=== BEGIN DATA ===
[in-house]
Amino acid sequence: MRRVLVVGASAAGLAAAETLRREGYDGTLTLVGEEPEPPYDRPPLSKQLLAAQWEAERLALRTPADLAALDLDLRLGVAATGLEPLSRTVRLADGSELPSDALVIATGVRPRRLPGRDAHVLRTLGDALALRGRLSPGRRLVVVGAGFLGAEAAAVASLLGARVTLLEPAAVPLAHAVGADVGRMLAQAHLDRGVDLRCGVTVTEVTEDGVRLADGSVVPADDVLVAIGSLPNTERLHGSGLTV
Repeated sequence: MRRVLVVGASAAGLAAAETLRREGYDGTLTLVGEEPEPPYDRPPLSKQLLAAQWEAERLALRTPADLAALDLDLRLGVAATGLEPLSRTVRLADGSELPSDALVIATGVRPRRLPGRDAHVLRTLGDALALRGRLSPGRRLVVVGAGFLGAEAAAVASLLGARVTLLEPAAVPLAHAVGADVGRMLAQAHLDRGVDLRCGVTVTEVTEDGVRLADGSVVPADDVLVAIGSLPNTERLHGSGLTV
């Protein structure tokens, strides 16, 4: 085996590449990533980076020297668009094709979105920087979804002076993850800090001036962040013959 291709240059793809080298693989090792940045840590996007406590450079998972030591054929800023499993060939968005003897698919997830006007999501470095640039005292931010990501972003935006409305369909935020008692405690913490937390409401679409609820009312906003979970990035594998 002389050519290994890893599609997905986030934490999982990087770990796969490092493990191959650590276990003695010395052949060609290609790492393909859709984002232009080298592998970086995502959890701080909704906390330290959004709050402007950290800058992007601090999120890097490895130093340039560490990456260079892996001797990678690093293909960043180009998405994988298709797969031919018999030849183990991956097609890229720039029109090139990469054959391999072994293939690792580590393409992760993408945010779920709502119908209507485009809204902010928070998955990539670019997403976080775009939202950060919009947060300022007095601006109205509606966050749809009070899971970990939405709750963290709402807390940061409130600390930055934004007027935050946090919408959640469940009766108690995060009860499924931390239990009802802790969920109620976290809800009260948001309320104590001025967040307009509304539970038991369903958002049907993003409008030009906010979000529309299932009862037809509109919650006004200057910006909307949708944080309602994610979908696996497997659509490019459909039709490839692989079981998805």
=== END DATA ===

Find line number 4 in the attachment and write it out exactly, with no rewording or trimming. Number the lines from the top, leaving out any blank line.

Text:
């Protein structure tokens, strides 16, 4: 085996590449990533980076020297668009094709979105920087979804002076993850800090001036962040013959 291709240059793809080298693989090792940045840590996007406590450079998972030591054929800023499993060939968005003897698919997830006007999501470095640039005292931010990501972003935006409305369909935020008692405690913490937390409401679409609820009312906003979970990035594998 002389050519290994890893599609997905986030934490999982990087770990796969490092493990191959650590276990003695010395052949060609290609790492393909859709984002232009080298592998970086995502959890701080909704906390330290959004709050402007950290800058992007601090999120890097490895130093340039560490990456260079892996001797990678690093293909960043180009998405994988298709797969031919018999030849183990991956097609890229720039029109090139990469054959391999072994293939690792580590393409992760993408945010779920709502119908209507485009809204902010928070998955990539670019997403976080775009939202950060919009947060300022007095601006109205509606966050749809009070899971970990939405709750963290709402807390940061409130600390930055934004007027935050946090919408959640469940009766108690995060009860499924931390239990009802802790969920109620976290809800009260948001309320104590001025967040307009509304539970038991369903958002049907993003409008030009906010979000529309299932009862037809509109919650006004200057910006909307949708944080309602994610979908696996497997659509490019459909039709490839692989079981998805």